The ability of theatre to engage with the most pressing issues of the day is impressively realised as Earthquakes in London delivers a vast, multi-stranded epic on global warming.

Acclaimed British playwright Mike Bartlett avoids the preachiness of overtly political theatre by focusing on the domestic dramas consuming a dysfunctional family. The three adult daughters of a famous climate scientist each respond in different ways to their father's warnings of impending global devastation and his cold-hearted neglect of his parenting responsibilities.

The story is given a wildly chaotic structure as it swings across different time periods and intense personal encounters are interspersed with surreal intrusions of song and dance.

But director Katy Maudlin brings a strong sense of coherence to the fractured narrative and the three-hour plus running time of the original has been skilfully trimmed to an energetically paced 130 minutes including interval.


A large design team work well together with video projection, lighting, sound, costume and set all contributing to a haphazard aesthetic that echoes the slow disintegration of world where compromise, distraction and feelings of inadequacy work against the need for purposeful action.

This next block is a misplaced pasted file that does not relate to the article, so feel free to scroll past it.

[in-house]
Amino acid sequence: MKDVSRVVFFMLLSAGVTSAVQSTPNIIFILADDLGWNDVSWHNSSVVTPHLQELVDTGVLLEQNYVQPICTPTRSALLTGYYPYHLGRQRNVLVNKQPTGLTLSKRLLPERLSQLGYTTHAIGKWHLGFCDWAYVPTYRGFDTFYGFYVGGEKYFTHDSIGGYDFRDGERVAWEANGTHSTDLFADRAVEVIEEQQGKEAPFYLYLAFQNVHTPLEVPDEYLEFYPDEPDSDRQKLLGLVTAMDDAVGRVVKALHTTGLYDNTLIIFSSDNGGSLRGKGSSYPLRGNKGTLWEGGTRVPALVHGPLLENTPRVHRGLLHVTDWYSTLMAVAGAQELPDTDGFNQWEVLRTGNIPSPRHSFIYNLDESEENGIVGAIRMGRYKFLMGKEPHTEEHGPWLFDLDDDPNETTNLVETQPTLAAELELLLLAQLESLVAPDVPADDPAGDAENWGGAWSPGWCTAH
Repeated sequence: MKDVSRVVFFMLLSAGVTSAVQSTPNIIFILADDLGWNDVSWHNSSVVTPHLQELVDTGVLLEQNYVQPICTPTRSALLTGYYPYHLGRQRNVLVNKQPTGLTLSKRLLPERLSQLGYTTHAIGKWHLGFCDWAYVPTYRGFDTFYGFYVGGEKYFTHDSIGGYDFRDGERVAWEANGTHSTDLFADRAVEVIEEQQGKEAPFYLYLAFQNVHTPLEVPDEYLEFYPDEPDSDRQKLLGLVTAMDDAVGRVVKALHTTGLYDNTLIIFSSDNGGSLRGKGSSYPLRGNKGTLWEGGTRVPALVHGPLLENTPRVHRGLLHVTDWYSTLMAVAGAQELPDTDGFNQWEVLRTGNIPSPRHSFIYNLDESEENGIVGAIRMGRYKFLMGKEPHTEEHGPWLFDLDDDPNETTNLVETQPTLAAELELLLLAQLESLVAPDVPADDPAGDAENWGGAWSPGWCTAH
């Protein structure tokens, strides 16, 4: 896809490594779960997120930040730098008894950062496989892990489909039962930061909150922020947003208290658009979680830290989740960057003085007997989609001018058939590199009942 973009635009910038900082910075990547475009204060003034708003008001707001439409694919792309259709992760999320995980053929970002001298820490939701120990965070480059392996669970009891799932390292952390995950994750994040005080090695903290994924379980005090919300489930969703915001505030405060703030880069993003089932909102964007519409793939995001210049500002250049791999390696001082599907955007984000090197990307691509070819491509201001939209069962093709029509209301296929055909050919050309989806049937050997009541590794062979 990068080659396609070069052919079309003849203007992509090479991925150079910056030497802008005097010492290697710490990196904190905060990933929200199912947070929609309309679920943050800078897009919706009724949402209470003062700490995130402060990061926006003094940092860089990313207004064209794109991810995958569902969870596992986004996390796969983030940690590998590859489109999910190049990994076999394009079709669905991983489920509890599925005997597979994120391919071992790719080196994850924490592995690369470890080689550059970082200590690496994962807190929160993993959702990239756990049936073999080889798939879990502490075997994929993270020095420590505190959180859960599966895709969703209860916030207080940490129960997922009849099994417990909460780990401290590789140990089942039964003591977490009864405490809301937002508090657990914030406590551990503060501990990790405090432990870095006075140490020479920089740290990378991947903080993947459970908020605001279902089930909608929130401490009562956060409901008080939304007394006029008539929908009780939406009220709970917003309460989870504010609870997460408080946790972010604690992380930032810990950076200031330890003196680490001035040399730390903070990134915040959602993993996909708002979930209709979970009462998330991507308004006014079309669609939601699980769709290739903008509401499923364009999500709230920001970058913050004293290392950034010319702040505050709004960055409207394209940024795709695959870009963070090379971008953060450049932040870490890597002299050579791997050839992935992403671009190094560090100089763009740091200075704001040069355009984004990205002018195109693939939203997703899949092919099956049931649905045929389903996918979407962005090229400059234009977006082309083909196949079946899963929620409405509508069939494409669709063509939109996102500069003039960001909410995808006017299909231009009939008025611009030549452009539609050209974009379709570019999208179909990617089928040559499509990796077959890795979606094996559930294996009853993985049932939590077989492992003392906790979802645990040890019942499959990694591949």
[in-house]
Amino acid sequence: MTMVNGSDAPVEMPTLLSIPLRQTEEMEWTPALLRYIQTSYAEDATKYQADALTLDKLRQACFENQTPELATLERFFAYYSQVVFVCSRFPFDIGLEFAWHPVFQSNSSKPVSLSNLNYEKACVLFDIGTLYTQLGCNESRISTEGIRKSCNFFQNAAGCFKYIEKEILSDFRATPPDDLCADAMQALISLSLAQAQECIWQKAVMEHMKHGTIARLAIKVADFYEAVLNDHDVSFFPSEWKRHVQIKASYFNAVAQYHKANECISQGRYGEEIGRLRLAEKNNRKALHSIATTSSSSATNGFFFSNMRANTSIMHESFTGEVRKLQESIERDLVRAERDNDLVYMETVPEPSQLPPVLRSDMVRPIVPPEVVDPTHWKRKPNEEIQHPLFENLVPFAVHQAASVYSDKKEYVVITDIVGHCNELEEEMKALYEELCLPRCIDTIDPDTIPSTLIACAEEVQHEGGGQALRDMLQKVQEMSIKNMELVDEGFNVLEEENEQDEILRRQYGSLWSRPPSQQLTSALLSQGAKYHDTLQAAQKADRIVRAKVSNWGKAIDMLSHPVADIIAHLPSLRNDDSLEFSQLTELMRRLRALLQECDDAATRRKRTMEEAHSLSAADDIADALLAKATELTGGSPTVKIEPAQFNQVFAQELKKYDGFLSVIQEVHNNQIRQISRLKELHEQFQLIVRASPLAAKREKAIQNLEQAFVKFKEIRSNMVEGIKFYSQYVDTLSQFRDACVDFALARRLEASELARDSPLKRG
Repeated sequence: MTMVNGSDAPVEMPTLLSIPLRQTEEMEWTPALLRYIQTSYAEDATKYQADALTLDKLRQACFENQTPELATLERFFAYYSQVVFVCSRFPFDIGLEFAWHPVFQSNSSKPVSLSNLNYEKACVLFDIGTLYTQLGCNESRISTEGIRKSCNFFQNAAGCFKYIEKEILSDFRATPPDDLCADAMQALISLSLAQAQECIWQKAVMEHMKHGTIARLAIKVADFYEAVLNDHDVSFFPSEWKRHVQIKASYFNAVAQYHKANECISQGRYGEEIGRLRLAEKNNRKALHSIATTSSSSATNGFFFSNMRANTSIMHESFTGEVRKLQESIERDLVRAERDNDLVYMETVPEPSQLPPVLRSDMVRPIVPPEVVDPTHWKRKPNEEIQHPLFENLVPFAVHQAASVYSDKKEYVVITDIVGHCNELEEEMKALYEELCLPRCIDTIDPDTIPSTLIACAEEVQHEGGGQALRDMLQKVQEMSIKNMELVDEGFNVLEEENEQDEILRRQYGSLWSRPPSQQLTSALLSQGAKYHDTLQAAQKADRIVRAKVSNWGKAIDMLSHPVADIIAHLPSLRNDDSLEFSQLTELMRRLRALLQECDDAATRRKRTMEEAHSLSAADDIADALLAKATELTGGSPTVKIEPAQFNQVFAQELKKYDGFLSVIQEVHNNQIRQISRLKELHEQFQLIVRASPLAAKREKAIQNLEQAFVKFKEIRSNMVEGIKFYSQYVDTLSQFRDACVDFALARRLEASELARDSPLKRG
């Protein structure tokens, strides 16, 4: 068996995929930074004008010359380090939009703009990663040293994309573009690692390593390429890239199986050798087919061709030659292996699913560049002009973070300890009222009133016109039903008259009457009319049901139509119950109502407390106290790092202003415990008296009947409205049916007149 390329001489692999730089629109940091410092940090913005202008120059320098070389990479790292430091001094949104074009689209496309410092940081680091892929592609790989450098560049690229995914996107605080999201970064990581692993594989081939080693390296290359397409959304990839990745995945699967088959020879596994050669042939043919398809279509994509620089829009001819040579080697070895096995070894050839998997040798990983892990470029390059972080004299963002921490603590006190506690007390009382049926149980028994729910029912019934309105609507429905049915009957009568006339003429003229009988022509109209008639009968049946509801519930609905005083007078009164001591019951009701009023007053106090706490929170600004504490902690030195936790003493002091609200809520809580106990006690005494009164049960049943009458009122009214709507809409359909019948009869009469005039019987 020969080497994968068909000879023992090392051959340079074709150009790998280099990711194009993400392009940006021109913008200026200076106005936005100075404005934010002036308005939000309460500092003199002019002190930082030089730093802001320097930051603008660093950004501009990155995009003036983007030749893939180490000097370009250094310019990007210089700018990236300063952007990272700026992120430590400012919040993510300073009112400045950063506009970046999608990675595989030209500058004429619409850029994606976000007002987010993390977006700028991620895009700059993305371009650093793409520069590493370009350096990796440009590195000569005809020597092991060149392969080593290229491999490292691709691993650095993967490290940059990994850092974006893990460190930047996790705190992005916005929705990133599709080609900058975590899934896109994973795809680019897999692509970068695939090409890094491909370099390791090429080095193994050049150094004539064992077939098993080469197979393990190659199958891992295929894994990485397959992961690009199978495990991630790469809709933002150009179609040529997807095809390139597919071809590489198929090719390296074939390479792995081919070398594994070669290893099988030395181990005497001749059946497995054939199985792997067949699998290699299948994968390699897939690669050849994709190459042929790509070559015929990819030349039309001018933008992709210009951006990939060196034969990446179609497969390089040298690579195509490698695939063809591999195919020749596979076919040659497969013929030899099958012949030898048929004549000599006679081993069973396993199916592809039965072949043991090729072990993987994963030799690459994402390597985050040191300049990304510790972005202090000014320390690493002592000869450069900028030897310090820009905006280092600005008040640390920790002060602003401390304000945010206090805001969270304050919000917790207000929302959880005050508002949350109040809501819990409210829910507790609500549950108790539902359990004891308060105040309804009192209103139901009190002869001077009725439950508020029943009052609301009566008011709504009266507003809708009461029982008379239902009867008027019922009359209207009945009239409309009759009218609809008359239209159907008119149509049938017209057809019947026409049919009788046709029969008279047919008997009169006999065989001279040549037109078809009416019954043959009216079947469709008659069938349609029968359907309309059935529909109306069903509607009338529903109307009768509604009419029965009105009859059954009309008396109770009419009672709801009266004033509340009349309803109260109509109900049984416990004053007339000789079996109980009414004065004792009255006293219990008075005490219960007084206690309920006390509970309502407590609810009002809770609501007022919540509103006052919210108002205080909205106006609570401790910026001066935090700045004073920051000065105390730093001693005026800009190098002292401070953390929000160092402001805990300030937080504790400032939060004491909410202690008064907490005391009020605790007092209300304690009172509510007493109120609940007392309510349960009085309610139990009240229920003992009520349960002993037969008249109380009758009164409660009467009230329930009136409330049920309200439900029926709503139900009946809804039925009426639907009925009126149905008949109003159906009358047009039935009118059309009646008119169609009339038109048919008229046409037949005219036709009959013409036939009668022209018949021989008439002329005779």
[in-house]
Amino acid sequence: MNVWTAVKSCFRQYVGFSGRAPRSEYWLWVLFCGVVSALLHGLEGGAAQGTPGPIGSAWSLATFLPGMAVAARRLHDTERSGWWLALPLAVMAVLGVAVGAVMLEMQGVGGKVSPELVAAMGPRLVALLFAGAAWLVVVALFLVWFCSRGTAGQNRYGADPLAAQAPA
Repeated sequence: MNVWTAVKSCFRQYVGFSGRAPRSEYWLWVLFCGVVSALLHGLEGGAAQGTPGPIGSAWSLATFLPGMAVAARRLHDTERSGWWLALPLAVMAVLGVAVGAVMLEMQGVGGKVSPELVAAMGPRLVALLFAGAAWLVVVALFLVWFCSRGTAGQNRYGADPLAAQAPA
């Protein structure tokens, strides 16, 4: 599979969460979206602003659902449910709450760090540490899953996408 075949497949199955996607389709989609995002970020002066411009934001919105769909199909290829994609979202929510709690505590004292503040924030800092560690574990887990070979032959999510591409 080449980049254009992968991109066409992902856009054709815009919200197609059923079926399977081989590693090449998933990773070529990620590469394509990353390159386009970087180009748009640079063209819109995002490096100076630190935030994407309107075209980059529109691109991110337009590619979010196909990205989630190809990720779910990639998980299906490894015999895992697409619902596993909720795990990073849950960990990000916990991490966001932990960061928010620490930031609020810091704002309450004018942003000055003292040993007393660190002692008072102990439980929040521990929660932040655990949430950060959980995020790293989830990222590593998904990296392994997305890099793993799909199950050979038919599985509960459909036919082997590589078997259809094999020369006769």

The play offers meaty roles for the students of The Actors' Program and the 16-member cast rise to the challenge with energetic and heartfelt performances. Cast doubling effectively contributes to the sense of dislocation as some of the lead roles are shared by two actors who at times appear on stage together and deliver key lines in tandem.

As the play moves towards its conclusion, we are given alternative visions of the future with the despair of an apocalyptic catastrophe set against a more hopeful image of a strange messianic leader opening the way to sustainable future.

What: Earthquakes in London
Where & When: The Basement, until November 25
Reviewer: Paul Simei-Barton